Also of note were spring sports, with track and field competing at UW-Stout recently and baseball and softball due to start as well.
Apr. 7 Meriting praise for Stanley-Boyd teachers, an outside reading audit had resulted in comment that the auditors were impressed with Stanley-Boyd, looking for ways to improve. Jeff Boie bid farewell after 15 years on the school board, with the Stanley Council hiring Shaun Starck as a full-time officer, the plan to provide contract police services at Boyd moving ahead. Cantina Margarita’s was reported to have opened a location at Thorp.
Coming in for news as spring advanced, the Stanley Sportsman’s Club had held a successful youth expo at Chapman Park. Responding to wage pressure meanwhile, the city had raised wages for seasonal help to $14 per hour as it was confirmed that the depot was likely to come down. Carsen Hause and Jessica Hazuga were named Cloverbelt Scholar athletes, while over at Boyd Casey Dorn and Dale Isaacs were elected as trustees, Isaacs taking the seat vacated by Bob Geist when Geist had become the village president.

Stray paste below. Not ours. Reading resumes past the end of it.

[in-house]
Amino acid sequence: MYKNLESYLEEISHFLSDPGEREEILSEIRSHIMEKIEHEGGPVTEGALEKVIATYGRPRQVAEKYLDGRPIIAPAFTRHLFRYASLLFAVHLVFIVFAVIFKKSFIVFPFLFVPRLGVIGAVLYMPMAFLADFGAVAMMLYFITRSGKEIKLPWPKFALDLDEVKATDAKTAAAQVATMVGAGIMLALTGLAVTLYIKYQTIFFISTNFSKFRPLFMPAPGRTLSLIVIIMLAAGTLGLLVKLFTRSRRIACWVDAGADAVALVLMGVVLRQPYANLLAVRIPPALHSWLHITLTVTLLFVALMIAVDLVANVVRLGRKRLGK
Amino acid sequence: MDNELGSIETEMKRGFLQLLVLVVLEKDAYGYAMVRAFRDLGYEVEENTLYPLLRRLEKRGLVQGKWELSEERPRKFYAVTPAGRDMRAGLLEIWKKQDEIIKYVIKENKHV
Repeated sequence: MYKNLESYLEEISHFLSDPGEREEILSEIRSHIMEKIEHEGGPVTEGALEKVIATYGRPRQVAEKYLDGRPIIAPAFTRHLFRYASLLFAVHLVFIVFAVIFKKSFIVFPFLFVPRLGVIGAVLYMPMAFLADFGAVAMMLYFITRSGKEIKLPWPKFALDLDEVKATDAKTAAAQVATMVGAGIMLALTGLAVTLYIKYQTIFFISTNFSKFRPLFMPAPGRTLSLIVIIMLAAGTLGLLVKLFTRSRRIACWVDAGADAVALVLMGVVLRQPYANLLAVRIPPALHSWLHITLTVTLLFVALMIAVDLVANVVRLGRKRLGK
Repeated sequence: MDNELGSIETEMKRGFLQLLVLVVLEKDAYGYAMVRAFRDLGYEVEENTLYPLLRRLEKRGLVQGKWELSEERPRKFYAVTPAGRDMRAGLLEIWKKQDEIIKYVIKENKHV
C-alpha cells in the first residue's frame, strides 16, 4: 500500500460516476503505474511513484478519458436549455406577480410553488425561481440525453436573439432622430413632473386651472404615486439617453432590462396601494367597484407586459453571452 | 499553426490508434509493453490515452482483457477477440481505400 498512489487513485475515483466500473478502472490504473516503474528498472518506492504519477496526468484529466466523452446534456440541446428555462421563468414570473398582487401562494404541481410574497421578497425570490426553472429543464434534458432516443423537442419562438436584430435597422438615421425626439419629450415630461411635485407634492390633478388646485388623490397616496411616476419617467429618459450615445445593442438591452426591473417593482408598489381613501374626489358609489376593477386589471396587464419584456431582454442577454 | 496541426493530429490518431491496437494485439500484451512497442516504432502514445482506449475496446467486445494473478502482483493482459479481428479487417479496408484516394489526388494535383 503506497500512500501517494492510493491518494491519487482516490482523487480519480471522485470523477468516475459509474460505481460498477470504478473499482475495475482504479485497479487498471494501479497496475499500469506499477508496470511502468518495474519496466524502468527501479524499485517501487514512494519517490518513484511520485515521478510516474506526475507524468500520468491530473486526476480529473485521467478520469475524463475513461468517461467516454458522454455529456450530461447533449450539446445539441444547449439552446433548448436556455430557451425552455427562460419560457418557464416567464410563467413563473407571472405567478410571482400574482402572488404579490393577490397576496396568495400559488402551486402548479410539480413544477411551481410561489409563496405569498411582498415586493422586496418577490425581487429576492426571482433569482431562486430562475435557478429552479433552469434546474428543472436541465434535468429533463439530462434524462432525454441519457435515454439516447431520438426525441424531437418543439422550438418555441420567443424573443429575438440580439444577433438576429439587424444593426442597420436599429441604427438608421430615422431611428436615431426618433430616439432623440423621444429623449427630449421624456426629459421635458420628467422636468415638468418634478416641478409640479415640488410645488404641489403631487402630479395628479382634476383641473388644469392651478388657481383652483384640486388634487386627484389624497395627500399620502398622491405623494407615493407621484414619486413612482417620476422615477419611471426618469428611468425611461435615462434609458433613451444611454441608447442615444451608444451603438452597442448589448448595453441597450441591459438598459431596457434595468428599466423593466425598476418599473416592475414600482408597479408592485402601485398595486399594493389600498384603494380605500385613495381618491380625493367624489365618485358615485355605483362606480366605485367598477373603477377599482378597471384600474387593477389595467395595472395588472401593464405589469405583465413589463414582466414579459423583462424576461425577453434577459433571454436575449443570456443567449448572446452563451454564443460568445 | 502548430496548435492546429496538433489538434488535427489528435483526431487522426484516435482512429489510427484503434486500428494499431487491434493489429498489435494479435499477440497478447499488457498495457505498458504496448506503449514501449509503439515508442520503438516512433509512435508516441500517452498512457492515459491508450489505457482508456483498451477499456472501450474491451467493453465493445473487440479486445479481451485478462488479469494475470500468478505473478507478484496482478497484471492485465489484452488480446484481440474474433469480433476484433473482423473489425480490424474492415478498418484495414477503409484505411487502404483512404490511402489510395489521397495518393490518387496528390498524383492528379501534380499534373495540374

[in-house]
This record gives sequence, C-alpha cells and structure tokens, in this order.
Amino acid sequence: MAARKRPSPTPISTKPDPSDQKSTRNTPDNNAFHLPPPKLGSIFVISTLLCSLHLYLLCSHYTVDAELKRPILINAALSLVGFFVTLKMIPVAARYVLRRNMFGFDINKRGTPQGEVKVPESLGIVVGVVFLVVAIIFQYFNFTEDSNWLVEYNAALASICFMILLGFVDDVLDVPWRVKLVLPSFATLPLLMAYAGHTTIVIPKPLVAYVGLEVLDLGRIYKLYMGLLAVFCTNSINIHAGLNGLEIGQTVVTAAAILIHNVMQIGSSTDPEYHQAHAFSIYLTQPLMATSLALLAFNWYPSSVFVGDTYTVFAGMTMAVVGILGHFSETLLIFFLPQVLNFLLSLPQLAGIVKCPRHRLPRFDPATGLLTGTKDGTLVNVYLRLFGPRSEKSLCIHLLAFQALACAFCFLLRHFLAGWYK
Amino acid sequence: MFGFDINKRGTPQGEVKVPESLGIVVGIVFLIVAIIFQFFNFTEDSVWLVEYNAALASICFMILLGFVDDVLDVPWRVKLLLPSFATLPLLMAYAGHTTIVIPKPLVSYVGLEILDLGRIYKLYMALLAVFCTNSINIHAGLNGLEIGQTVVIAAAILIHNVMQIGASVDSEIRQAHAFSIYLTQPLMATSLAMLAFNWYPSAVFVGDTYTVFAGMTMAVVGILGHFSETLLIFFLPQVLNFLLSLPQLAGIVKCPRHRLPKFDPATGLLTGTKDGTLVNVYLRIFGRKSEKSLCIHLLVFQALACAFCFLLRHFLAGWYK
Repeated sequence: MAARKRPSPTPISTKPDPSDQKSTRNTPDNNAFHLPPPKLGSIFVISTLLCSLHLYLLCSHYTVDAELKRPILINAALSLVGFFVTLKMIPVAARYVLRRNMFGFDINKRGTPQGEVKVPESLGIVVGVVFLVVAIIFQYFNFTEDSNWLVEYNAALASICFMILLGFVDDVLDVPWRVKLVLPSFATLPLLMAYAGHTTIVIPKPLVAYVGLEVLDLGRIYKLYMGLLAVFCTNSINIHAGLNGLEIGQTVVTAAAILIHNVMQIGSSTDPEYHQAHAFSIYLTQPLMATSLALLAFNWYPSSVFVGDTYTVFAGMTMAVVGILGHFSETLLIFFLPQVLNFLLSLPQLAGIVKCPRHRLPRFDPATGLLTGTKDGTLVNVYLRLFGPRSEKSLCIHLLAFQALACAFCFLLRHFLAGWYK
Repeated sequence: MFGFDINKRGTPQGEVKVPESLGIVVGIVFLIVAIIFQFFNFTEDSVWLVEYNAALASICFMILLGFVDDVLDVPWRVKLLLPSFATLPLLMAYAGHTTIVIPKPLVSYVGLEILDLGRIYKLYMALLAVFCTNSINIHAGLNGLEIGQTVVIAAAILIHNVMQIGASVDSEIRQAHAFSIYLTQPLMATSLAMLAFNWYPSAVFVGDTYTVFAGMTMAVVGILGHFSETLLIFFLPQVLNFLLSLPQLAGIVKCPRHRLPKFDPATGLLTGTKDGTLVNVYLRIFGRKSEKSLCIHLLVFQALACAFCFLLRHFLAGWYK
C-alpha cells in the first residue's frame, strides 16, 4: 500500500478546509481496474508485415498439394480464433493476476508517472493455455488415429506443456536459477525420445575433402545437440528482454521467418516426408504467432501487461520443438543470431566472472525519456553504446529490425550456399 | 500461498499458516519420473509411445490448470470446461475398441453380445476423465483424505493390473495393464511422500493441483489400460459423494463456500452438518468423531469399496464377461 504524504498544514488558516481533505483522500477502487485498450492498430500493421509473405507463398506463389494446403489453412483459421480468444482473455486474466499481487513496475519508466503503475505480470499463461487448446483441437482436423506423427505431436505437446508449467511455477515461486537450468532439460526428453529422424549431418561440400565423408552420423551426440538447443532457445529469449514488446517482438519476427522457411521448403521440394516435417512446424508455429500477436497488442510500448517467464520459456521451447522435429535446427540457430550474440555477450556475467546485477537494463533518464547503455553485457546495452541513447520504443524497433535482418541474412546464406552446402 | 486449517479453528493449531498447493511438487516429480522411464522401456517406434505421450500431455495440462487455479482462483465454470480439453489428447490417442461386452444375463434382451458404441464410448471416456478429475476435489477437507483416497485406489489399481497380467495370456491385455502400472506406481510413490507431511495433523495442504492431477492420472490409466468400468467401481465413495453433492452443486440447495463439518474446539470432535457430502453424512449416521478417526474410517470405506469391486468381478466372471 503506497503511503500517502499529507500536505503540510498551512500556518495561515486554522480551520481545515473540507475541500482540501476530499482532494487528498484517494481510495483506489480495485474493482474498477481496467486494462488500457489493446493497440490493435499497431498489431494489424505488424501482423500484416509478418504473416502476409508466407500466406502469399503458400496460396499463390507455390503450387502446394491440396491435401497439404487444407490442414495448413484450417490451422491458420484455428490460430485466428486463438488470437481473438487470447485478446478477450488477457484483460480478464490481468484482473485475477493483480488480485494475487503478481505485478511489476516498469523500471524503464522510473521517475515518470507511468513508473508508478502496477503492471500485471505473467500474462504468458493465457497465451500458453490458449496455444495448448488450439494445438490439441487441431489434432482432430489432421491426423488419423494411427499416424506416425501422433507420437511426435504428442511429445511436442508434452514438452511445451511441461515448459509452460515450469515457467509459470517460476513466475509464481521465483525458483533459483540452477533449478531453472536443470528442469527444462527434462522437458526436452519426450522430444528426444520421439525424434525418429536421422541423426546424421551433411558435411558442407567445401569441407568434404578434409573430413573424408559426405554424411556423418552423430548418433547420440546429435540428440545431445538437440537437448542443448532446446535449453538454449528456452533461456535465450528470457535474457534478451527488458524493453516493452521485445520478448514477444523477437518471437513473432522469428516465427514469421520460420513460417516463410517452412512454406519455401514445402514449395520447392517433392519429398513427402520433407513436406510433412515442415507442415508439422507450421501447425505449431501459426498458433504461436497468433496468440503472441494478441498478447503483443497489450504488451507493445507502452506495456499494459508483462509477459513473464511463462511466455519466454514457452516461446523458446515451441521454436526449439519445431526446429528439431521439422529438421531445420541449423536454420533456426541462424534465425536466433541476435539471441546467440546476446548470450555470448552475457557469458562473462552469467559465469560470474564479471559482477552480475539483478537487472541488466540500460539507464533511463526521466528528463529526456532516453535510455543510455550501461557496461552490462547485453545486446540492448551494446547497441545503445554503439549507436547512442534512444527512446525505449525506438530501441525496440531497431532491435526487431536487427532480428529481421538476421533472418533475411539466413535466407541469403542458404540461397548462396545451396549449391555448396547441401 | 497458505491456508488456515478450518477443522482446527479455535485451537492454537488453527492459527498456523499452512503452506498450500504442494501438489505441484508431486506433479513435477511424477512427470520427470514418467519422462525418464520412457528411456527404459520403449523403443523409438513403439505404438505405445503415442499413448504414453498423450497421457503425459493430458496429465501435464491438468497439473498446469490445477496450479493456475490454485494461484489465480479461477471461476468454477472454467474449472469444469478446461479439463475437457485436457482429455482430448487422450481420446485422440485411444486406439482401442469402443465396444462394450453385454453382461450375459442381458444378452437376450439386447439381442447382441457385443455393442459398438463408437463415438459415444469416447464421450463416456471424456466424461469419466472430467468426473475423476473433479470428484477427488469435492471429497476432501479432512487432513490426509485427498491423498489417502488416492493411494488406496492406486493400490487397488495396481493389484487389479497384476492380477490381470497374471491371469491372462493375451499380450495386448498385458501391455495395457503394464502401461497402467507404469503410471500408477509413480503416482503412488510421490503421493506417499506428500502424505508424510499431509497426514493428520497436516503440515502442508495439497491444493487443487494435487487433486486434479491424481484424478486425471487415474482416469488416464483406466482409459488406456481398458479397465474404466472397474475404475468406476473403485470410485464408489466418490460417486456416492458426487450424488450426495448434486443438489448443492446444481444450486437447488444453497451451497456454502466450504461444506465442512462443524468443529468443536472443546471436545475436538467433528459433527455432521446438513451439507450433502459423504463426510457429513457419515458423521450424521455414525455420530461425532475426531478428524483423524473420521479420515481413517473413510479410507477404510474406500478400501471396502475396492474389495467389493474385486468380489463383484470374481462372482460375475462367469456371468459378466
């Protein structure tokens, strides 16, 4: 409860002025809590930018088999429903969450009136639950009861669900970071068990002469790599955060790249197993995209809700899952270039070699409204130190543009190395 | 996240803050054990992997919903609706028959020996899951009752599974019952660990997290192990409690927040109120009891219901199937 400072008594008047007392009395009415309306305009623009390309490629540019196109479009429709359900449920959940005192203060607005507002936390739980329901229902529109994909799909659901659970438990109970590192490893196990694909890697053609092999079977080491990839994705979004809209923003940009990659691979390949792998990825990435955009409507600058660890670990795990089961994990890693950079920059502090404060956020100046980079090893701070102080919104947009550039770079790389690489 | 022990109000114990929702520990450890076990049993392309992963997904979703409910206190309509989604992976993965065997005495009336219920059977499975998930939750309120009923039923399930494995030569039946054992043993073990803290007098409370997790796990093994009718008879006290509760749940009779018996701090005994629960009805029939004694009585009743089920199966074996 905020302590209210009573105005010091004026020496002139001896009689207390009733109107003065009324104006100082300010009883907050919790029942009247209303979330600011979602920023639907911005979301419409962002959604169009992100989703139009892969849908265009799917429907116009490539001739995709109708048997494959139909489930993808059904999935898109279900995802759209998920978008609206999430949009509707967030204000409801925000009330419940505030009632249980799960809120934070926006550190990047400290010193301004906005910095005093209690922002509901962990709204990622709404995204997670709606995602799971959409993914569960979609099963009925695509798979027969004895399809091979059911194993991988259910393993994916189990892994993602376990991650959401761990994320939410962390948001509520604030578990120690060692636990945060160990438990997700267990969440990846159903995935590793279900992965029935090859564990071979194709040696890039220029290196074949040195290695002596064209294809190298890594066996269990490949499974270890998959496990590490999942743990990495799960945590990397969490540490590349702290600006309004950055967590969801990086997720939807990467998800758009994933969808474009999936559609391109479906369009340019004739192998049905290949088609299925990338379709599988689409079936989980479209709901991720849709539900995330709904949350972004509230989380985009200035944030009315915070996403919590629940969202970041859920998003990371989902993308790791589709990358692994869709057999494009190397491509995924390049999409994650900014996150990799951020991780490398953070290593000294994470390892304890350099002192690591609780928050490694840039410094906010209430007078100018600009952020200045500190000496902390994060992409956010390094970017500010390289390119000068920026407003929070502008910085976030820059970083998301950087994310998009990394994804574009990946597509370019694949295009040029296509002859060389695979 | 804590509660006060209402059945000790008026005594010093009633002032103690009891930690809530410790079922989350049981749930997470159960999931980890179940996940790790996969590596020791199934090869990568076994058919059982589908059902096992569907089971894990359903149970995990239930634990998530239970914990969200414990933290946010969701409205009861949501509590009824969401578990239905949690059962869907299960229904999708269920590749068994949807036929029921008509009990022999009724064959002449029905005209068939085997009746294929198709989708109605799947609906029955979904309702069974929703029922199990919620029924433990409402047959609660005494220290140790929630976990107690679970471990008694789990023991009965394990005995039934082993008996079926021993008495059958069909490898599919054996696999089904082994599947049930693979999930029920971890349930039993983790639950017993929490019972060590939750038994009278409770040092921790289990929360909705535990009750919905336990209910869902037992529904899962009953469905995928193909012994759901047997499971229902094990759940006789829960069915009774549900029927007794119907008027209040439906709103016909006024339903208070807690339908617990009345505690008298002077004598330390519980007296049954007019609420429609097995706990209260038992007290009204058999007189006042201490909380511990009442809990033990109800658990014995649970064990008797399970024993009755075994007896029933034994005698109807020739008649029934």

As to Stanley mayor, Al Haas won reelection, with challenger Travis Schuebel receiving zero official votes, reported by clerk Nicole Thiel as being due to election rule technicalities. Several people did report voting for Schuebel.
Gracing the front page for Apr. 21, a north side school parking lot remodel for bus stalls was unveiled at school board, as a three court gym and classrooms were also reported to be in prospective plans. A citywide storm cleanup day was declared for Apr. 23 as snow contined to melt, while Mike Karlen was headed to the Oaxaca Alliance Bowl in southern Mexico, playing a single game for Team USA before heading to college that fall.
The weather in turn shifted a Neillsville track meet indoors.
Selling 59 acres of land to Northside in the West Industrial Park, the city expanded its tax base and job pool as the ag commodities supplier out of Loyal prepared to expand to Stanley, the expansion site to be located just west of 345th Street.
In Boyd news the fire department had just held its annual Charcoal Chicken dinner, while at Stanley the spring cleanup effort saw public officials role up their sleeves with others to finish getting the storm damage and fallen branches off the ground.
Check back next week for the conlcusion of the 2022 ‘Year in Review.’